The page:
The evening concluded with more posh nosh and a final snifter in our favourite dive bar in busy, buzzy Soho. The long weekend was a whirlwind with the perfect ending. We finally got to meet Fred, our newest great-nephew.
Hardly a week goes by when we don’t get a call telling us we’re about to get done for tax fraud or threatening to cut off our internet if we don’t pay up. Then there’s the tirade of texts and emails about dodgy activity on accounts we don’t hold or failed transactions on accounts we do – pay here, pay now. If we didn’t know any better, we’d have sleepless nights fretting the bailiffs might come a-knocking.
Then I started receiving abuse from some loony toon in the States about an image I used in a couple of posts here in Pansyland. The woman claimed the picture was of her, posted without her consent. Except, of course, it isn’t of her. It’s a picture of someone I once knew who died in tragic circumstances. My abuser also alleged that posting her picture made me complicit in a campaign of hate and revenge porn by a former squeeze. Except, of course, the image isn’t remotely saucy. It’s just an old picture from happier times.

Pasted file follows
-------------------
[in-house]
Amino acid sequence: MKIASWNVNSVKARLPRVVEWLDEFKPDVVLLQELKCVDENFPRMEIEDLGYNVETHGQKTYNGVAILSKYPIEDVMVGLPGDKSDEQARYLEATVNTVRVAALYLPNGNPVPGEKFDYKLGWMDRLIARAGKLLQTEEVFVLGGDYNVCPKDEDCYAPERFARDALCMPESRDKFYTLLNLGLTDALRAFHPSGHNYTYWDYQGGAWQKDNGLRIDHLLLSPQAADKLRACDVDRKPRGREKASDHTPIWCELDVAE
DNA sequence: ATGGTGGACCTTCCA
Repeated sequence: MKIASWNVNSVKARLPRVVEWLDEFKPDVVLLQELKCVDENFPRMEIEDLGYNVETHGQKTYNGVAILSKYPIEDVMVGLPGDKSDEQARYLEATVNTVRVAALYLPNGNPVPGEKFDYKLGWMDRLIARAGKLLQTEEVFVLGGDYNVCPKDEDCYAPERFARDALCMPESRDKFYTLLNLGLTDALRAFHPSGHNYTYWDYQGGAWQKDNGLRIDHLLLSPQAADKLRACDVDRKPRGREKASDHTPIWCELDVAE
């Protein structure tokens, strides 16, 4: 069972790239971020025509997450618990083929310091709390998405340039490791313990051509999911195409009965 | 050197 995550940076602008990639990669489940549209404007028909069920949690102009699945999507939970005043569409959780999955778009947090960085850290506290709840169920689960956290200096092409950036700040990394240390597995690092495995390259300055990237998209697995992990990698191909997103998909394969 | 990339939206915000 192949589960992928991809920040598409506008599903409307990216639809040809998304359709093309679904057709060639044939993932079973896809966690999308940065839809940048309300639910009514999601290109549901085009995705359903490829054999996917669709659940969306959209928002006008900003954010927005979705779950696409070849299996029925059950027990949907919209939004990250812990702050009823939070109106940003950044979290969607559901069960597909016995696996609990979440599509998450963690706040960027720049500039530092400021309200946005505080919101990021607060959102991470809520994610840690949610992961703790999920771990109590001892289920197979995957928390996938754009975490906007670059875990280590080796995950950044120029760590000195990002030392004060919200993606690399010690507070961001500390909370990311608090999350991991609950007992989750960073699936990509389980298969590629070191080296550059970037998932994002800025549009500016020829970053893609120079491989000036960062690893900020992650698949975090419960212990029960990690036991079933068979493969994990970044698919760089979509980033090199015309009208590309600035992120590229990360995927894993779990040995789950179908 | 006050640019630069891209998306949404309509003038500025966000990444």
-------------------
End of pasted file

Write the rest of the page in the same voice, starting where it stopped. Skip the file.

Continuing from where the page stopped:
It’s hard to unpick my very own little troll’s backstory as her written English is so poor. It’s just a rambling, incoherent rant, really. Anyway, apparently she’s reported me to the ‘sheriff’ (what, of Nottingham?) and threatened to have me arrested by the CIA. I’ll do ‘jail time’ as the Americans call it, if I don’t take the image down. She’s used several channels to have a pop – email, here on the blog, Facebook. At first it was quite menacing but after a few days it just became an irritant. She clearly needs help. Listen up Marsha, it ain’t you. Go see a shrink.
The good people at Displaced Nation asked me to join a motley crew of expats, repats, and otherwise displaced types to discuss Brexit and the presidential carry-ons on the far side of the pond. Gawd knows they asked me but I chucked my two-penneth in anyway. Obviously, it was a virtual panel. We didn’t actually get together to navel-gaze over our americanos, more’s the pity.
Our verdict was delivered a few days ago. Sadly, though, a few of my best lines were left out…
Back here in old Norwich, ‘to trump’ means ‘to break wind’ in local parlance. There’s definitely a whiff in the air and it ain’t pleasant. And what happens when the bad smell doesn’t deliver?
Don’t know why. Maybe Yanks just don’t like fart jokes? Anyway, you can read the full piece here.